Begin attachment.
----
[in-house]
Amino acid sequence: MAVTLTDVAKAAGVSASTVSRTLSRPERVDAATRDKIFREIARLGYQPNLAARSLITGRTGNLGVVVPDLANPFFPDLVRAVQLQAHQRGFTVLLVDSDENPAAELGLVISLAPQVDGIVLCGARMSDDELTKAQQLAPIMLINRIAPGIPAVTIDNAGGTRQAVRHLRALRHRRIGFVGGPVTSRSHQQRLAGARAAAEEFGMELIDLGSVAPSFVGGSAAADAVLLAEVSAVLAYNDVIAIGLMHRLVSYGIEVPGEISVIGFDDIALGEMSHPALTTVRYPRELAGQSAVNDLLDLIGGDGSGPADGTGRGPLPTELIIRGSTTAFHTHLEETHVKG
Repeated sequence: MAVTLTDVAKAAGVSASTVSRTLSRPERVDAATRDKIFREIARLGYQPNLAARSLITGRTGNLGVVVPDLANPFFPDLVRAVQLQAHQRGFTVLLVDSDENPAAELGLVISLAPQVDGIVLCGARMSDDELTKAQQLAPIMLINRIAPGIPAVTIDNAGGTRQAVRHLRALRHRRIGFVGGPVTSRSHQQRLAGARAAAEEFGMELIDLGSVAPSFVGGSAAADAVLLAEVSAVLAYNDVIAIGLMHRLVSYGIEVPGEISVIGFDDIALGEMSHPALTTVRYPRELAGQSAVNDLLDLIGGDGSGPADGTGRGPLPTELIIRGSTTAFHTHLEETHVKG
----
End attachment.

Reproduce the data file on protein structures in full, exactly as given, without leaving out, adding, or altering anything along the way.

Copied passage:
[in-house]
Amino acid sequence: MAVTLTDVAKAAGVSASTVSRTLSRPERVDAATRDKIFREIARLGYQPNLAARSLITGRTGNLGVVVPDLANPFFPDLVRAVQLQAHQRGFTVLLVDSDENPAAELGLVISLAPQVDGIVLCGARMSDDELTKAQQLAPIMLINRIAPGIPAVTIDNAGGTRQAVRHLRALRHRRIGFVGGPVTSRSHQQRLAGARAAAEEFGMELIDLGSVAPSFVGGSAAADAVLLAEVSAVLAYNDVIAIGLMHRLVSYGIEVPGEISVIGFDDIALGEMSHPALTTVRYPRELAGQSAVNDLLDLIGGDGSGPADGTGRGPLPTELIIRGSTTAFHTHLEETHVKG
Repeated sequence: MAVTLTDVAKAAGVSASTVSRTLSRPERVDAATRDKIFREIARLGYQPNLAARSLITGRTGNLGVVVPDLANPFFPDLVRAVQLQAHQRGFTVLLVDSDENPAAELGLVISLAPQVDGIVLCGARMSDDELTKAQQLAPIMLINRIAPGIPAVTIDNAGGTRQAVRHLRALRHRRIGFVGGPVTSRSHQQRLAGARAAAEEFGMELIDLGSVAPSFVGGSAAADAVLLAEVSAVLAYNDVIAIGLMHRLVSYGIEVPGEISVIGFDDIALGEMSHPALTTVRYPRELAGQSAVNDLLDLIGGDGSGPADGTGRGPLPTELIIRGSTTAFHTHLEETHVKG